Donald brilliantly depicts Lincoln’s gradual ascent from humble beginnings in rural Kentucky to the ever-expanding political circles in Illinois, and finally to the presidency of a country divided by civil war. Donald goes beyond biography, illuminating the gradual development of Lincoln’s character, chronicling his tremendous capacity for evolution and growth, thus illustrating what made it possible for a man so inexperienced and so unprepared for the presidency to become a great moral leader. In the most troubled of times, here was a man who led the country out of slavery and preserved a shattered Union—in short, one of the greatest presidents this country has ever seen.
Blood On the Moon: The Assassination of Abraham Lincoln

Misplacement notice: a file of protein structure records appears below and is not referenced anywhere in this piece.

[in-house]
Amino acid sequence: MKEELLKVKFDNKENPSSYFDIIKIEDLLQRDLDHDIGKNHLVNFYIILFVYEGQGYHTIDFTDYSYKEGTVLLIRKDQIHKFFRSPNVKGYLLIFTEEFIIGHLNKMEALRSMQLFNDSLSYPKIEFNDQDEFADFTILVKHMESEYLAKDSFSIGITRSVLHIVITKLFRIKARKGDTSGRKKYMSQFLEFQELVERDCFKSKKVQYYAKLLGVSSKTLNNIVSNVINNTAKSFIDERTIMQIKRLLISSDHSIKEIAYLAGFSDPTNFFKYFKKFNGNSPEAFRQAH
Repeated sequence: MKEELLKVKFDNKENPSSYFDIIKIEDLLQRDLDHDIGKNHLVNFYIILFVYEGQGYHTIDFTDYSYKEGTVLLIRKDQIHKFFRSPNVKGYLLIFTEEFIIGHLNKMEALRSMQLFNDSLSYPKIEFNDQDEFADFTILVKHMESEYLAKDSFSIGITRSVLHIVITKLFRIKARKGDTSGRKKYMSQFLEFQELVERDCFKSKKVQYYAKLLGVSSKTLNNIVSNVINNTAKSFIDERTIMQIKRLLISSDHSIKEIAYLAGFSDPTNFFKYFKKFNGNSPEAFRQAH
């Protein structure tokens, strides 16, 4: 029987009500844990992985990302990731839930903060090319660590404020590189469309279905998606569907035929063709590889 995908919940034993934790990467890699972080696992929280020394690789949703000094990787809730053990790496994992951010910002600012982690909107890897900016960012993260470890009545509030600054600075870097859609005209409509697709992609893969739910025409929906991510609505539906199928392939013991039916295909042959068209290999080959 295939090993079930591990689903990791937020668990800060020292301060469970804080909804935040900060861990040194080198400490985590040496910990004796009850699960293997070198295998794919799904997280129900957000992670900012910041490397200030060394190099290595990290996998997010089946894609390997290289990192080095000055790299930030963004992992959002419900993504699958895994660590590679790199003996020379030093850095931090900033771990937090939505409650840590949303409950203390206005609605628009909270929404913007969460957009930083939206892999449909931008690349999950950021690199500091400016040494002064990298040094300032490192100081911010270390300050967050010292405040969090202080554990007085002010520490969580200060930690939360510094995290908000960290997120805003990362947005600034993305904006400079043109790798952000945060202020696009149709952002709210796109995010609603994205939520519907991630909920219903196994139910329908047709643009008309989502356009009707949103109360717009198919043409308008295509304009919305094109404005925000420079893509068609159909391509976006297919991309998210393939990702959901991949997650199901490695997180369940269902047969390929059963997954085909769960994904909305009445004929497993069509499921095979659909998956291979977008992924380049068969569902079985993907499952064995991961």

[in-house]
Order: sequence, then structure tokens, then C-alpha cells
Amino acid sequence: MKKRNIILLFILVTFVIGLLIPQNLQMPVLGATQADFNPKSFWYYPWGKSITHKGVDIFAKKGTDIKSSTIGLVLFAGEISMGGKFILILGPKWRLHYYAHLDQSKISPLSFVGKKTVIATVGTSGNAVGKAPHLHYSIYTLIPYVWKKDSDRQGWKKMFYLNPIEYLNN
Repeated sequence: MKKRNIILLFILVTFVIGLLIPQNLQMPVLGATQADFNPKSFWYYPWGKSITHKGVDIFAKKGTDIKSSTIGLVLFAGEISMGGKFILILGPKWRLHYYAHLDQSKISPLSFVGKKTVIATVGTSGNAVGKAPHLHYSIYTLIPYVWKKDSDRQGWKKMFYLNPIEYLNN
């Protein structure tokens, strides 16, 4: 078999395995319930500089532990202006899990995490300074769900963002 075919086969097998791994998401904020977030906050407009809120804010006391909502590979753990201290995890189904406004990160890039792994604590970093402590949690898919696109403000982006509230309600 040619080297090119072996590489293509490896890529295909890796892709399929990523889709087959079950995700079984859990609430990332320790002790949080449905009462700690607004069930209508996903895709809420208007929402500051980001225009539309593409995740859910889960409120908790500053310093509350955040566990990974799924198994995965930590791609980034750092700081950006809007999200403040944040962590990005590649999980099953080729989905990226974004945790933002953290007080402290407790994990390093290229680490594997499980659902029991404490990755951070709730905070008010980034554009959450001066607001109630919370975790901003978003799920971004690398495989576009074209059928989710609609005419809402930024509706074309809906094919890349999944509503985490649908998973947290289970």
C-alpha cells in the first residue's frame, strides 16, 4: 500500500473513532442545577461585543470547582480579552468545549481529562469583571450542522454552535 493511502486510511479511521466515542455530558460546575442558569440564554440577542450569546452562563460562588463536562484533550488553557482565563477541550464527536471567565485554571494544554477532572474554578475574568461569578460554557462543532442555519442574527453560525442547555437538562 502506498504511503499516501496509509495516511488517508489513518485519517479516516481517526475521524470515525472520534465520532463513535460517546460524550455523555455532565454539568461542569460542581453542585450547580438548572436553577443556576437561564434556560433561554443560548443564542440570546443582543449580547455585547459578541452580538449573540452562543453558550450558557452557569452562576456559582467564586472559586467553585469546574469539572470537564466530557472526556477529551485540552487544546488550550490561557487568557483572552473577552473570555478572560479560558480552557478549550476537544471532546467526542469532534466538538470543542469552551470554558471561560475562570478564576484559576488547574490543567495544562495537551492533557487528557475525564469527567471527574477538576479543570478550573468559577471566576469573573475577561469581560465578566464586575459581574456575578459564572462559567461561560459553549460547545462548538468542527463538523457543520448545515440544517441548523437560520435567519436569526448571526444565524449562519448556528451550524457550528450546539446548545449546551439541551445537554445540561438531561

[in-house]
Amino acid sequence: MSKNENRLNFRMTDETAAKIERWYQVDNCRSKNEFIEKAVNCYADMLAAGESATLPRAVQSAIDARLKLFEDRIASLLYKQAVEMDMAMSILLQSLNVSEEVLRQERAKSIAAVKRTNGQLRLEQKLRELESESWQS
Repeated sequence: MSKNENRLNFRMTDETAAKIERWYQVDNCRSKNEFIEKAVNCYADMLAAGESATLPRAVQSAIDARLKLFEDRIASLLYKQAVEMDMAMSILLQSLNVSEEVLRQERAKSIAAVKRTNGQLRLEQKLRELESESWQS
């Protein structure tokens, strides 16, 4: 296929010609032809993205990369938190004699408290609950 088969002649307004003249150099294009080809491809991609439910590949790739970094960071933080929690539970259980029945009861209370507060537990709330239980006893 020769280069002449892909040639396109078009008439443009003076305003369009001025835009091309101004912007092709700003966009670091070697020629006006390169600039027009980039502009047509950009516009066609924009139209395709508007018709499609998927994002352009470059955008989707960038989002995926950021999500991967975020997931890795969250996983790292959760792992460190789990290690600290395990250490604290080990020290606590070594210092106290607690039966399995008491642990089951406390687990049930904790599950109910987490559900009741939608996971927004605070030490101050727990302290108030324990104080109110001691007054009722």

“Hurrah! Old Abe Lincoln has been assassinated!” wrote a South Carolina girl in her diary in 1865, giving palpable voice to the intense anti-Lincoln sentiments of the slaveholders and the South in general. This well-argued, often exciting account of an organized Confederate plot behind John Wilkes Booth’s murder of the president both finely synthesizes traditional Lincoln assassination scholarship and proposes new proof and twists on already acknowledged possibilities. Steers, an avocational historian who has written several other books on Lincoln and the assassination, has a sharp ear for historical discordance and a novelist’s eye for illuminating detail. Carefully filling in background (from Booth’s relationship to theater and politics to the fascinating, complicated trial of co-conspirator Mary Surratt) for the nonspecialized reader, Steers gracefully disentangles a clutter of characters, historical details and hypotheses to prove his own conspiracy theory. Much of this material will be new to the common reader—a Confederate plot to use yellow fever as a form of biological warfare against the North; the flight to the Vatican of Mary Surratt’s son in an effort to escape prosecution after the assassination—but Steers never loses his firm grip on his exciting primary narrative. Although he inclines toward purple prose in his more dramatic moments (“The deed was done. The tyrant was killed. Abraham Lincoln could burn in hell. Sic semper tyrannis!”), his theory is forthrightly and convincingly presented. Less a book for professional historians than U.S. history buffs and Lincoln diehards, this engaging exposé makes for provocative reading.